Old Man in a Job Interview

We shake hands and sit.
The desk squats between
us. My back is straight
despite two herniated
disks, the lower spine
on fire. I hide the pain
in what I hope is
an affable smile.
He offers details
of the job, a low-
paying thing
I need badly
and I nod
when I think it’s
appropriate, when I
think he expects me to,
though my knee throbs
like a drum, still not right
from the scope a month
before. Sweat dampens
the collar, the waistband.
My ears ring louder than
usual. I’m drifting.
Something I do more
with each passing year
(I’m in my mid-sixties).
I yell at my brain to stop,
to focus! That’s better.
He’s not a bad guy,
I could work for him.
I shift my body slightly,
cross my legs
at the next question,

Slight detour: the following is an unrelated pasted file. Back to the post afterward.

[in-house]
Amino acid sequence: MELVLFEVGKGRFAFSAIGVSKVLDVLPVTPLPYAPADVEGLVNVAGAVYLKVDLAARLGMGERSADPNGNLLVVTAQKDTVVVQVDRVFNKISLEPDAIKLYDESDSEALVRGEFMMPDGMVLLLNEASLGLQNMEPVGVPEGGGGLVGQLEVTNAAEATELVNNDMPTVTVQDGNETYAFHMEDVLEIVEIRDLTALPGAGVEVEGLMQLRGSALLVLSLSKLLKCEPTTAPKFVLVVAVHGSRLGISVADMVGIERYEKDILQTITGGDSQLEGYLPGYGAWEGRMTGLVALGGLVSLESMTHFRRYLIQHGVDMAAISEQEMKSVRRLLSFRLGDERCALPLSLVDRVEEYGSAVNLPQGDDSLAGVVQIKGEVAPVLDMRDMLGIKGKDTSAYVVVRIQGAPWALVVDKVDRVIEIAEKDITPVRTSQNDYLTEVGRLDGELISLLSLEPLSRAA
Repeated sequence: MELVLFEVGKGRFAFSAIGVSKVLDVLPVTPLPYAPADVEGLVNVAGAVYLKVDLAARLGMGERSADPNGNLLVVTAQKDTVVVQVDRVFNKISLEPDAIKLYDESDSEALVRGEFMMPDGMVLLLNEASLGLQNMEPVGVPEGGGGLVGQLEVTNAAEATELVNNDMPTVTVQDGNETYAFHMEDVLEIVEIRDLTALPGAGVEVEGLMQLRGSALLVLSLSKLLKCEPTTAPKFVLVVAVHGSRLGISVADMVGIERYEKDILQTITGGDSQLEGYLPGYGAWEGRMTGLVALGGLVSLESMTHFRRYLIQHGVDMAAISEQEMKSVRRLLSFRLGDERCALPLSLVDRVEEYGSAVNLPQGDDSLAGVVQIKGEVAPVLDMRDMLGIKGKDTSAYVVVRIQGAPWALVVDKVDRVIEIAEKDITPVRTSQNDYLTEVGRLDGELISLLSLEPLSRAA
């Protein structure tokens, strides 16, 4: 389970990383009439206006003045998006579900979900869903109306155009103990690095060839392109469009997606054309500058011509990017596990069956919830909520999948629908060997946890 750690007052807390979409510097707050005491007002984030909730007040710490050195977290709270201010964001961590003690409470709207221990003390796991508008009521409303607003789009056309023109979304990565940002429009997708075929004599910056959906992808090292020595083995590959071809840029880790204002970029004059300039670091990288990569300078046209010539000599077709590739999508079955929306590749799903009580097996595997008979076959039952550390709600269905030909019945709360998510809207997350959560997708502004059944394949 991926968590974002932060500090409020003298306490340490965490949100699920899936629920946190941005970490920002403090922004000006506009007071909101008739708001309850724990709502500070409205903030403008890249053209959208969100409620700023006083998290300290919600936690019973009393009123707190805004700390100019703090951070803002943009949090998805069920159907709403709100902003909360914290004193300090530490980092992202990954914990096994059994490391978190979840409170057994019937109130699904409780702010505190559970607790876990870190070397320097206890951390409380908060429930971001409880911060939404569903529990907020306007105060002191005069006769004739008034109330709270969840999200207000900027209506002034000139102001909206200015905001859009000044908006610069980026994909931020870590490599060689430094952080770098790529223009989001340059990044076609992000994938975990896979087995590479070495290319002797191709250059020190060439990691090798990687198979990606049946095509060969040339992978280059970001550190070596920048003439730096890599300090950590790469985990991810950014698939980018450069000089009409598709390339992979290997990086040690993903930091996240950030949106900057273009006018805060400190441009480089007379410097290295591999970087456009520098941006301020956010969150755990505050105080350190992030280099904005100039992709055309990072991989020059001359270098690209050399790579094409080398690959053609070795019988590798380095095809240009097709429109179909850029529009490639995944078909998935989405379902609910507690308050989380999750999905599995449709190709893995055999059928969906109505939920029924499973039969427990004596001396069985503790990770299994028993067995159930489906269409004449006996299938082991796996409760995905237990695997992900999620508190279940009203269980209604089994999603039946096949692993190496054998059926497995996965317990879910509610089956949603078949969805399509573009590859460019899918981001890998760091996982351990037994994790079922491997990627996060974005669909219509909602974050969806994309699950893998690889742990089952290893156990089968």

trying to avert attention
from the mounting
discomfort. Then
the arthritis flares
in hands and hips.
But I ignore it,
casually answering
a question, something
about past experience.
It’s going well, I can
tell. But then the other
thing happens, the thing
with words getting
mixed up, slowed down,
misplaced. I recover
quickly, correcting
instantly but it’s too
little too late: he’d
noticed the sentence
veering off into gibberish.
I make a lighthearted
comment about being
tongue-tied but his
brow furrows. He
pretends everything’s
okay but I’m not fooled.
My right hand shakes,
I slip it into a pocket.
He stands and says,
Thanks for coming in.
I sigh and force a smile.
No more faking it,
I rise slowly, in stages,
finally upright. He says,
Are you all right?

Paul Lojeski's poetry has appeared in journals and online. He’s also the author of the satiric novel, The Reverend Jimmy Pup. He lives with his wife and daughter in Port Jefferson, NY. Read other articles by Paul.